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Construction at Cleve Hill Solar Park, between Faversham and Whitstable, set to begin this year


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Construction of the UK's biggest solar farm is planned to begin this year - but not before finishing touches to the controversially-approved scheme are confirmed.

Developers behind the mammoth 900-acre project in Graveney, between Faversham and Whitstable, were originally hoping to get work started this spring.

A section of the Cleve Hill site which will be developed on. Picture: Brian Jefferys
A section of the Cleve Hill site which will be developed on. Picture: Brian Jefferys

But the firm behind it, Cleve Hill Solar Park Limited, now gives a much more vague timescale - suggesting work installing the 880,000 panels will not begin until nearer the end of 2021.

Bosses, who say there have been no delays as a result of the Covid pandemic, have said this week they have a target of "beginning construction this year".

Focus is currently centred on finalising the full detailed design of the development which was rubber-stamped by the government last May despite immense opposition.

When work on the £450 million scheme is set in motion, it will be conducted over two phases.

The first would take 18 months to complete - including the construction of the solar farm and a habitat management area.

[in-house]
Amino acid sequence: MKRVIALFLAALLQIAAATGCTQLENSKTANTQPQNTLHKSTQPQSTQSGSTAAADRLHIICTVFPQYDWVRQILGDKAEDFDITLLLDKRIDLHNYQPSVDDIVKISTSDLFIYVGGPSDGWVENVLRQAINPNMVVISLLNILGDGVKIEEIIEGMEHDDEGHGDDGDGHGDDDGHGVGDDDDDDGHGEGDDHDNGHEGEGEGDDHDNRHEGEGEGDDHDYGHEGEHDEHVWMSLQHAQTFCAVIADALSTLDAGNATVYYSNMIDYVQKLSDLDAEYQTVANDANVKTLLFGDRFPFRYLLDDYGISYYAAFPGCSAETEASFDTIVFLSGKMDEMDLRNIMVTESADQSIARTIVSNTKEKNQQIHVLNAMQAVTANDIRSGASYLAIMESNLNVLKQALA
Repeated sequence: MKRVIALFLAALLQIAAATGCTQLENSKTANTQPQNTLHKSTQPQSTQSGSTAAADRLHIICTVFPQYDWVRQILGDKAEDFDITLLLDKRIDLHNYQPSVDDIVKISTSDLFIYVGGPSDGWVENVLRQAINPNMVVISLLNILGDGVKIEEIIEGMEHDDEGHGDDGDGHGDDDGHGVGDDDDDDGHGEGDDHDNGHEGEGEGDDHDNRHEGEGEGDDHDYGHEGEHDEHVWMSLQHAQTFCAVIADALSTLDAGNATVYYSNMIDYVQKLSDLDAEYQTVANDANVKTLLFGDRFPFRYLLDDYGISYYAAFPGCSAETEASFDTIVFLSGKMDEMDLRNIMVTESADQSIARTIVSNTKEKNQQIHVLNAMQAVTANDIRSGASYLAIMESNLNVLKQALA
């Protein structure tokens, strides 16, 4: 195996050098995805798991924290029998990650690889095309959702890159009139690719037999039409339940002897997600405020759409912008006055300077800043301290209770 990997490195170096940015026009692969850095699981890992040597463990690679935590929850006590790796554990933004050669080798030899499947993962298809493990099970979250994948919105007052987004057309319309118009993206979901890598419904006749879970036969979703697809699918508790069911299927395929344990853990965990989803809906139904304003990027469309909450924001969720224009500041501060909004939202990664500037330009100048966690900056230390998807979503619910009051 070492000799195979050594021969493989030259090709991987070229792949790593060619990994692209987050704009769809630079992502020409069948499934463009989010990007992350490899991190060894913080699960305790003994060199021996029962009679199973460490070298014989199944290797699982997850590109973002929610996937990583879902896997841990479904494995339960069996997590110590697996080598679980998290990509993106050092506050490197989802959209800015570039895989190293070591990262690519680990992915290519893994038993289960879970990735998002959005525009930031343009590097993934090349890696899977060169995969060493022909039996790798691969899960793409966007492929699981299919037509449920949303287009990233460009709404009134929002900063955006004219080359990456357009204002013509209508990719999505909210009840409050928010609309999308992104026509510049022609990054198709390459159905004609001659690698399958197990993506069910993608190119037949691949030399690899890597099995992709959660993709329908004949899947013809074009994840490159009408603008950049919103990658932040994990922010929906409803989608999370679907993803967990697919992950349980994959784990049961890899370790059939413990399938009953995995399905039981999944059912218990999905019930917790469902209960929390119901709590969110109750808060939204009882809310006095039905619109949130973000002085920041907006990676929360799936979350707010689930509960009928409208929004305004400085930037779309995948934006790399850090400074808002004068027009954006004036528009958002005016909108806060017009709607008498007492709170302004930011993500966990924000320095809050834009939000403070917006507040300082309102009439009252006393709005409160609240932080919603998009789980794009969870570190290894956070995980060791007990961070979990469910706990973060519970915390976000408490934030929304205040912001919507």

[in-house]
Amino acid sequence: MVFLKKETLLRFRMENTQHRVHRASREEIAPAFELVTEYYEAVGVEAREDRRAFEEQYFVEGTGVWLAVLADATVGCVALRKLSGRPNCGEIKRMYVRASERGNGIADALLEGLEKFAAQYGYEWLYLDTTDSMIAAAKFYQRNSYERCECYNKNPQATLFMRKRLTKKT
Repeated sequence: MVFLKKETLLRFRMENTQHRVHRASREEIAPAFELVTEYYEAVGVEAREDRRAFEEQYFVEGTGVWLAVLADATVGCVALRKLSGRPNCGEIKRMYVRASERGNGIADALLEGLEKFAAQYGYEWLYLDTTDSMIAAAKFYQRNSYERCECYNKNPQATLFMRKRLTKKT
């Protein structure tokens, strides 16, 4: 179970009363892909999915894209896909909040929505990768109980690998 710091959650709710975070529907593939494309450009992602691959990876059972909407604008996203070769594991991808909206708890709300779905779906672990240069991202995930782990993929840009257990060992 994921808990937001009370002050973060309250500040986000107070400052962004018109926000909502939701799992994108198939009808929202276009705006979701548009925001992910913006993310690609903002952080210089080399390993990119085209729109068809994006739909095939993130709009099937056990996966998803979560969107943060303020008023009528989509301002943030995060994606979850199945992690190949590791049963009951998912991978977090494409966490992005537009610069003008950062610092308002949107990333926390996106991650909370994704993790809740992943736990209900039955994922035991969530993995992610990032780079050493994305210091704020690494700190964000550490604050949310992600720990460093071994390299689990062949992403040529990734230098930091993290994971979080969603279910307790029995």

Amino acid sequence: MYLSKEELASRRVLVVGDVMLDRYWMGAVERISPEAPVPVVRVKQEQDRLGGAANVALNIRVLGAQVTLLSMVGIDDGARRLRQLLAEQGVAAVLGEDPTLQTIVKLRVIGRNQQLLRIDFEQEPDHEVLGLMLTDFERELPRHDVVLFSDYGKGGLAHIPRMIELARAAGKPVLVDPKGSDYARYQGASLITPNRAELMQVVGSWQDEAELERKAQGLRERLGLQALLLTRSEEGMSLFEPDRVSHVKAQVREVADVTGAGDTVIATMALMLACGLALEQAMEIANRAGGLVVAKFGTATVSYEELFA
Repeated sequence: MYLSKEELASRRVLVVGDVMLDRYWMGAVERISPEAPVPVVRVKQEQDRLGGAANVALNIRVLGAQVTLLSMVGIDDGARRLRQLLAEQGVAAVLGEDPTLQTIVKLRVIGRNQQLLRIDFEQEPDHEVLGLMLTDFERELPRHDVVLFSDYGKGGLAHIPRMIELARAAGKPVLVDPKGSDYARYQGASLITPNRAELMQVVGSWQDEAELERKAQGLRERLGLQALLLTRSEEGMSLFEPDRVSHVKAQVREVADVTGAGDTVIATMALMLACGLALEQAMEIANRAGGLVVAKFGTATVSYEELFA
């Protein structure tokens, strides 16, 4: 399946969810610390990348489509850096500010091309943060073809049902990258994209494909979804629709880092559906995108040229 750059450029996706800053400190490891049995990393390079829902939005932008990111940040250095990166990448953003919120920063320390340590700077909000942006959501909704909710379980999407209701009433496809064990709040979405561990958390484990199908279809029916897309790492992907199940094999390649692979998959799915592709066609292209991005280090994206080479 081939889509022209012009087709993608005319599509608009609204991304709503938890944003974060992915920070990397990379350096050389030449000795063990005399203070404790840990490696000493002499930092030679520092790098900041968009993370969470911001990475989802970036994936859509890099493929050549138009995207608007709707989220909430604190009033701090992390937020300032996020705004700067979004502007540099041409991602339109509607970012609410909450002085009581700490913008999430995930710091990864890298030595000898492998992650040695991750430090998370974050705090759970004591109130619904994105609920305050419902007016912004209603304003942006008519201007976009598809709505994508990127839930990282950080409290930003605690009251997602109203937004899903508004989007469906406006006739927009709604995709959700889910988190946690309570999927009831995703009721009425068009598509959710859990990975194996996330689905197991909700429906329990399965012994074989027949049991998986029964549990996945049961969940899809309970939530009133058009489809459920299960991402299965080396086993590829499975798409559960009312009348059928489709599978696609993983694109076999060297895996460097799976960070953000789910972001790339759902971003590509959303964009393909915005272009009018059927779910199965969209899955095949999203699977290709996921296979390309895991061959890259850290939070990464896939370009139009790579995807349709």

A map showing where the solar farm will go
A map showing where the solar farm will go

Phase two would see the construction of the huge energy storage facility - which is essentially a huge battery generating electricity for the site.

It is planned to become operational in 2023, but is reliant on work starting sooner rather than later.

A spokesman for the developers said: "We have begun undertaking the important process of developing the detailed design of Cleve Hill Solar Park.

"The detailed design is important for us to be able to begin discharging the further requirements needed to help us achieve our target of beginning construction this year.

"As part of our Development Consent Order, there are a large number of planning requirements which must be fulfilled before construction can commence.

The project is hoped to help the UK achieve its climate change targets
The project is hoped to help the UK achieve its climate change targets

"These requirements involve us working closely with expert organisations, such as Natural England, Kent Fire and Rescue Service, Health and Safety Executive, the Environment Agency, and the local councils."

Cleve Hill is a joint venture by industry specialists Hive Energy and Wirsol Energy, who claim it will bring £1 million a year in revenue to local authorities and create new jobs and other economic benefits.

The firm says it has kept nearby residents updated on the current situation.

The site is perceived as an important factor in the UK's vision to have net-zero emissions economy by 2050.

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